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Social Movements and Governing Power

Washington Long-Term Care Trust Fund: A Campaign Explained

May 2021

Cynthia Moreno, Rachel Rosner, and Jennifer Ito, USC Equity Research Institute in partnership with Caring Across Generations and SEIU 775

The passage of the Long-Term Care (LTC) Trust Act led by Washingtonians for a Responsible Future (WRF) gives hope to families struggling to afford to care for their loved ones. This impressive 2019 legislative win provides the nation a vision of what is possible when a dedicated group of stakeholders achieves meaningful change for those in need of long-term care support and services as it is the nation’s first publicly funded long-term care insurance program. The LTC Trust Act was the result of a ten-year effort led by WRF with the goal of ensuring that there is a viable, affordable long-term care system in place for caregivers and recipient families, long-term care services and supports providers, and advocacy organizations.

Other states have their eyes on this pioneering approach as the aging wave is a demographic reality nationwide. An increasing number of families throughout the country struggle with the costs of care for oneself and for loved ones. Medicaid covers only medical needs, not living supports like home health aides or nursing homes. Elders with low enough incomes—depending on the state, anywhere from $6,825 to $47,139 a year—qualify for Medicaid, which does cover nursing-home costs. Those with greater resources must first spend down their savings and assets in order to qualify. They also must demonstrate they have a need for nursing-home care. Some state Medicaid programs do not cover in-home care or cap the number of people who can access it.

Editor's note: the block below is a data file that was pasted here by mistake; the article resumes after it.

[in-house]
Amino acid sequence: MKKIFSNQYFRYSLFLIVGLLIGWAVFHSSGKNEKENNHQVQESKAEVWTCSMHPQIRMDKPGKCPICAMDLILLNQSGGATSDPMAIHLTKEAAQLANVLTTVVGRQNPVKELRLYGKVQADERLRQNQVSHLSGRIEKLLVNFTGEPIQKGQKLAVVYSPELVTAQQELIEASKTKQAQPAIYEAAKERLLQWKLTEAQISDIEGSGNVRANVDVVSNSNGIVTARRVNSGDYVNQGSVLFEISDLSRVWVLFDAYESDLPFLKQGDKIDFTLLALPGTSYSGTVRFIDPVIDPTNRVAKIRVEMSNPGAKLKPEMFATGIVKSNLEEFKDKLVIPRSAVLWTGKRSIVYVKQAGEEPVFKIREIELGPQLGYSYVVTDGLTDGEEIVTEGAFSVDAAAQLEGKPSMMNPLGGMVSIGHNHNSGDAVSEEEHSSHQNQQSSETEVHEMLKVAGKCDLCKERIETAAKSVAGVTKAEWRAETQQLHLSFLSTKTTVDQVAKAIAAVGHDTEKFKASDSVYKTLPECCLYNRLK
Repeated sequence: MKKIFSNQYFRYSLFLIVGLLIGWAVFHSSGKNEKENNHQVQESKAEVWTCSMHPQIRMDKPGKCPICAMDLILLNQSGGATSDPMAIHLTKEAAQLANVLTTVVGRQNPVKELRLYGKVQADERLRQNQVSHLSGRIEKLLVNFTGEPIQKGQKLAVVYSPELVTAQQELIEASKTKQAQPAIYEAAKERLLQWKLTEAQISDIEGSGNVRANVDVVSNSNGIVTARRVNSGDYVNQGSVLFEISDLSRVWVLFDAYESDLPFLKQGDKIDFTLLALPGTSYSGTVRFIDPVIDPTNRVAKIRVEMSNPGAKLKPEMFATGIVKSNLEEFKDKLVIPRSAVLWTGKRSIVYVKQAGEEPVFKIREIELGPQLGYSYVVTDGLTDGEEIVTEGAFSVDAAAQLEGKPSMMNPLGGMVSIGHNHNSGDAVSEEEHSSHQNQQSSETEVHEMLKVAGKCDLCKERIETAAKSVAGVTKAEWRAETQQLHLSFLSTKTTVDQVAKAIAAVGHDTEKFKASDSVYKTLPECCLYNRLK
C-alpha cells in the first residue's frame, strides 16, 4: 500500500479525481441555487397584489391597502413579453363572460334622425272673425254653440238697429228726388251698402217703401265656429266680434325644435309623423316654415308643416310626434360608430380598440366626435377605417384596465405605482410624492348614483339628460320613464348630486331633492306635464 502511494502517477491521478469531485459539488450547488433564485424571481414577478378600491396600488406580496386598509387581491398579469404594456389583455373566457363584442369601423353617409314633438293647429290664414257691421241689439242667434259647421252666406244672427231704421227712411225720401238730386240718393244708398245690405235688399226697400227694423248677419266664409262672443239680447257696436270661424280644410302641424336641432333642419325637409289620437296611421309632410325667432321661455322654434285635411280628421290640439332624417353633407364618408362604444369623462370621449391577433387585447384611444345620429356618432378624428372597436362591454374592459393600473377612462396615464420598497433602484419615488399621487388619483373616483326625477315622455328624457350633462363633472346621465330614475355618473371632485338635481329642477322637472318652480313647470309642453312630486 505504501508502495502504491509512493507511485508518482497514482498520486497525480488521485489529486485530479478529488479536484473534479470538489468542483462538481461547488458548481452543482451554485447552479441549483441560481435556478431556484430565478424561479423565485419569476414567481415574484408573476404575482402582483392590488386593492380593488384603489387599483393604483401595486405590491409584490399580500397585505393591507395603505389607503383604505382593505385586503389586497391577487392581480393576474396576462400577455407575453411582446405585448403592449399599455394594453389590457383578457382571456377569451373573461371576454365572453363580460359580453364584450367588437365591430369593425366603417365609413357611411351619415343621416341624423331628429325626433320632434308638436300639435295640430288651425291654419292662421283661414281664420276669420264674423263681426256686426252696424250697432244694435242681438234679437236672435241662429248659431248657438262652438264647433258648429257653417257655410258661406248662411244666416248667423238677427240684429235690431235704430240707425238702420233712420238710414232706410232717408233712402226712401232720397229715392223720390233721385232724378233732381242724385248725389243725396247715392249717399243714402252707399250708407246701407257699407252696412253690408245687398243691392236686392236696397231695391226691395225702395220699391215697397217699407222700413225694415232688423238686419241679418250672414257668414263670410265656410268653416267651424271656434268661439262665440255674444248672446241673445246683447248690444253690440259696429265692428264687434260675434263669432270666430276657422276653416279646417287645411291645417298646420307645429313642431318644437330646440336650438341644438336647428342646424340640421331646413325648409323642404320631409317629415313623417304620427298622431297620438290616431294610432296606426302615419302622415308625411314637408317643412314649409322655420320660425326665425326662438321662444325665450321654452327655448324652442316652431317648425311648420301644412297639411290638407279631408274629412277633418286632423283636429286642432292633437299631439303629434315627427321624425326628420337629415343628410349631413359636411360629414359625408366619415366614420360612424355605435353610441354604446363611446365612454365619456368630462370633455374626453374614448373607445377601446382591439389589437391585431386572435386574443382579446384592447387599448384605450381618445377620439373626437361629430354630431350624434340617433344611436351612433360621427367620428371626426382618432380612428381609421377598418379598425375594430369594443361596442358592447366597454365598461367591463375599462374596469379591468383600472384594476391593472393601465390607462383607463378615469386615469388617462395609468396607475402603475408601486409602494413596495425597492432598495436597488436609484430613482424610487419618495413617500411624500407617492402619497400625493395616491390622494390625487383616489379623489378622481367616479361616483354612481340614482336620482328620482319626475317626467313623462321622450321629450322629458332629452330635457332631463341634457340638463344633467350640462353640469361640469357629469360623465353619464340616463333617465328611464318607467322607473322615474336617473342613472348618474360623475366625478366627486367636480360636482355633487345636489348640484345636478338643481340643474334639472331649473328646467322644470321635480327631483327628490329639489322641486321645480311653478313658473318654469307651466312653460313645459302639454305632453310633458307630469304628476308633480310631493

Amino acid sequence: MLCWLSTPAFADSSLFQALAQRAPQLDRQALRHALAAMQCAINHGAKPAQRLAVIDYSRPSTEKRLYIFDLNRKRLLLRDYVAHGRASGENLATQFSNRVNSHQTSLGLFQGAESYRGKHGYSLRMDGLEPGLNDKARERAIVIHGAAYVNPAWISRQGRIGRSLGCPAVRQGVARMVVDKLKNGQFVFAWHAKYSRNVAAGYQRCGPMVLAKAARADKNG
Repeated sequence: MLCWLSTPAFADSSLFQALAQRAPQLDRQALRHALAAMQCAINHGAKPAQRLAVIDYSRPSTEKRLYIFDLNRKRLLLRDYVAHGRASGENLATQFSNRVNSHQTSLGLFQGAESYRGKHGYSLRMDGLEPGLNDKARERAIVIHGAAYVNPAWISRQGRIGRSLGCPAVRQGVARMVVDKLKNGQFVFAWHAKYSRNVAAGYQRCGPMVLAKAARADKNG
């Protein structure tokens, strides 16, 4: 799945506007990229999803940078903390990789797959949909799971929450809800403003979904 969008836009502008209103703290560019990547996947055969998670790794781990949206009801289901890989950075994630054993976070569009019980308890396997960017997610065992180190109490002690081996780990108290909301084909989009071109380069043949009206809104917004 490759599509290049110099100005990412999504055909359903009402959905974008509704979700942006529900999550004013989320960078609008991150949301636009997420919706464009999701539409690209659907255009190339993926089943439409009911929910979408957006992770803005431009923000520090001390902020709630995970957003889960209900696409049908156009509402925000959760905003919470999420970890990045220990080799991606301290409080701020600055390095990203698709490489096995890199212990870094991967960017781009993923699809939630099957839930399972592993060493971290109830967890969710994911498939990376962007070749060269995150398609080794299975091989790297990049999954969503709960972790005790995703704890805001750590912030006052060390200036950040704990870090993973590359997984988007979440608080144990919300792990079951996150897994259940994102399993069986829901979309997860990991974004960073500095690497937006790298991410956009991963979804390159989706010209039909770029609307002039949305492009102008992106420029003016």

This report is an attempt to share insights and lessons from Washington with those interested in long-term, sustainable, and publicly funded and operated solutions in their own state. In 2020, USC Equity Research Institute interviewed people who were deeply involved in the effort behind the LTC Trust Act about their experiences, knowledge, insights, and learnings. While there are aspects of the legislation—and the road to win it—that are uniquely Washingtonian, there are aspects that are relevant and applicable regardless of the particular conditions and capacities in one place. Our hope is that this report celebrates a hard-won victory and shares lessons that may shorten the number of years it takes to win similar, or improved, legislation in other states. The cumulative impact is intended to inform a meaningful and lasting federal solution that advances systems of care that are dignified and sustainable for the workforce, and are more supportive and accessible for all families.

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